Keeping the nomadic element of the Mongol and Bedouin societies in mind, how, in your opinion, did their respective historical experiences differ? What explanations would you suggest account for these differences?
Bedouin lived in the dry desert region. On the other hand, Mongols were nomadic tribes of the steppes, which was a beautiful region. Bedouin obtained water and fodder for their animals at oasis in desert. They used mainly date as their food. They had to wonder in search of fodder. Camel was their main animal. On the other hand, nomadic Mongols had large green pastures. There was no storage of water because rivers like Onon and Selenga flowed in their region. In the steppe region, there were also hundreds of springs from the melting snow of hills. Bedouin were not hunter gathers. They were mainly cattle bearers. But many Mongols tribes were hunters-gathers. Trade was their main occupation.
Reason of Differences- the main reason for differences in Nomadic characteristics of Mongols and Bedouins were landscape and other geographical conditions of their country.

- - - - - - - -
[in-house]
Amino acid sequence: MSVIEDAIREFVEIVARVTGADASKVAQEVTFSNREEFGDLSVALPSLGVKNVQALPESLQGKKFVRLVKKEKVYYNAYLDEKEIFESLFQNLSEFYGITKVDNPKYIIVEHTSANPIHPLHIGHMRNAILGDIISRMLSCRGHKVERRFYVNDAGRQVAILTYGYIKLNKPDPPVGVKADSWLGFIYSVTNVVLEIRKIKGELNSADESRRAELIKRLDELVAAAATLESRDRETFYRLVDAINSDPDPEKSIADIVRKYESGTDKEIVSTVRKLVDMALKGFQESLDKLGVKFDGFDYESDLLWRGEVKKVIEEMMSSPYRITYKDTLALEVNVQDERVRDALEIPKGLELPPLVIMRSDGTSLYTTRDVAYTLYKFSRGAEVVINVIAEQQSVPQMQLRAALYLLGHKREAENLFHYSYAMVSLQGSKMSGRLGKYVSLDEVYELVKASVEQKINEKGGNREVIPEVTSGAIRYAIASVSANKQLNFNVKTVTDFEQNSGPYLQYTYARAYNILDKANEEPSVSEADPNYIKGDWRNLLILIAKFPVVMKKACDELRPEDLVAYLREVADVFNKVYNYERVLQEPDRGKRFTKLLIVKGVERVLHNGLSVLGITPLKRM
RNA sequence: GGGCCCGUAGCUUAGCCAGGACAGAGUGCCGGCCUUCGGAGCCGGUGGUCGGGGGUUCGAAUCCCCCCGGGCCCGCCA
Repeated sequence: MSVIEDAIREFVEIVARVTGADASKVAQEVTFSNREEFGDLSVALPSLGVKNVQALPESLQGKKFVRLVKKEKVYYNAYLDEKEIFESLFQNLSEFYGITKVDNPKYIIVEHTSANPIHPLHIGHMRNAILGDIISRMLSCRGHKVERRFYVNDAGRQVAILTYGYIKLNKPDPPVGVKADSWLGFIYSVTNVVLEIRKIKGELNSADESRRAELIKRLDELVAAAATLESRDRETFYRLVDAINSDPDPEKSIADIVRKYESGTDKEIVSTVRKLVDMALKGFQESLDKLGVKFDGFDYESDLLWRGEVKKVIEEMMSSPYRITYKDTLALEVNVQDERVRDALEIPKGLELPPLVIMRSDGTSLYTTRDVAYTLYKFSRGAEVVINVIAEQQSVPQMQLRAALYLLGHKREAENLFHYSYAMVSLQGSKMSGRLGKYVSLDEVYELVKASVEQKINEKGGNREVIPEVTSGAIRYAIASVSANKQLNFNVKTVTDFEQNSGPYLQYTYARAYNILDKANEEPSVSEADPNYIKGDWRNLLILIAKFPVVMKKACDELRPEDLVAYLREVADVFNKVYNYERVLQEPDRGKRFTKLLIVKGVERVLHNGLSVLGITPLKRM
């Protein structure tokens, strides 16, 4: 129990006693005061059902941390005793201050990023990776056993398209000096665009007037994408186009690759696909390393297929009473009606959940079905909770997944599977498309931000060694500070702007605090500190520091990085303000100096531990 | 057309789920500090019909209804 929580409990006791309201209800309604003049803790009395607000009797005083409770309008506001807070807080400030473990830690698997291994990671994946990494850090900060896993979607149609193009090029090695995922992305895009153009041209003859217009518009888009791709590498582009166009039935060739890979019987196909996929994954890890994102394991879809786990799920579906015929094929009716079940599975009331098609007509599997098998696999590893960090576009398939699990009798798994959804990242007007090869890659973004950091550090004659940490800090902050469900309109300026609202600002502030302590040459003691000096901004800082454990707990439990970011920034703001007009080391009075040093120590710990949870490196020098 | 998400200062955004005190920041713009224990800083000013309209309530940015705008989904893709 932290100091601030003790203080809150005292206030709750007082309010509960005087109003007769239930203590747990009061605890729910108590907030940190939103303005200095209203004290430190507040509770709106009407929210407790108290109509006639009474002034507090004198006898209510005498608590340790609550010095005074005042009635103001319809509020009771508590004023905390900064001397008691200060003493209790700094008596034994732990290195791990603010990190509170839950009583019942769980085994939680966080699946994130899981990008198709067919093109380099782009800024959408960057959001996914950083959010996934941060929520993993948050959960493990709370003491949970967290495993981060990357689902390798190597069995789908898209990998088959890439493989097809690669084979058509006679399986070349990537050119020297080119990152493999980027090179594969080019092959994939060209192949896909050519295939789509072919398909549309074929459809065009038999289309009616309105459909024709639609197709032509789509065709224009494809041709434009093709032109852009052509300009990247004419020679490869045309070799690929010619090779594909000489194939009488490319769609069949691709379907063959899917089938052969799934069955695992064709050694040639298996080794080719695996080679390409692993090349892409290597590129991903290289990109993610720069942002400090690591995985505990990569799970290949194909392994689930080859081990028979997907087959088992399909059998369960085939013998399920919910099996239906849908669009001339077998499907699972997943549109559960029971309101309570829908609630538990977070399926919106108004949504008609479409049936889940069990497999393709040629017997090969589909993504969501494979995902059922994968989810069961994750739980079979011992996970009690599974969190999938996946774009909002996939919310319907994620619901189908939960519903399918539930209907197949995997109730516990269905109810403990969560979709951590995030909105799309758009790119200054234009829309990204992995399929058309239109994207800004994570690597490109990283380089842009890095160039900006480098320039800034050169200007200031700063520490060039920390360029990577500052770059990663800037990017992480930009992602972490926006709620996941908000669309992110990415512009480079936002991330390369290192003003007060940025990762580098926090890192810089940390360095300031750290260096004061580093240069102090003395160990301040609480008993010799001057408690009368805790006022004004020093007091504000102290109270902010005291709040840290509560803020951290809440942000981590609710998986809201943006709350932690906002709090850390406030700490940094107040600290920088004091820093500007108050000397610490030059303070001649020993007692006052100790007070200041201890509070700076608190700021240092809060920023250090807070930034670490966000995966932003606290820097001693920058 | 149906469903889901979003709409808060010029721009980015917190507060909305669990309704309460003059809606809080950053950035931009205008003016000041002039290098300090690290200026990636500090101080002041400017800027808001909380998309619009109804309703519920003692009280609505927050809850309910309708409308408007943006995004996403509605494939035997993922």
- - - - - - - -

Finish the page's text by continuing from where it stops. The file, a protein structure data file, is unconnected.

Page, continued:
‘If history relies upon written records produced by city-based literati, nomadic societies will always receive a hostile representation.’
Would you agree with this statement? Does it explain the reason why Persian chronicles produced such inflated figures of casualties resulting from Mongol campaigns?
How does the following account enlarge upon the character of the Pax Mongolica created by the Mongols by the middle of the thirteenth century?
The Franciscan monk, William of Rubruck, was sent by Louis IX of France on an embassy to the great Khan Mongke’s court. He reached
Karakorum, the capital of Mongke, in 1254 and came upon a woman from Lorraine (in France) called Paquette, who had been brought from Hungary and was in the service of one of the prince’s wives who was a Nestorian Christian. At the court he came across a Parisian goldsmith named Guillaume Boucher, ‘whose brother dwelt on the Grand Pont in Paris’. This man was first employed by the Queen Sorghaqtani and then by Mongke’s younger brother. Rubruck found that at the great court festivals the Nestorian priests were admitted first, with their regalia, to bless the Grand Khan’s cup, and were followed by the Muslim clergy and Buddhist and Taoist monks…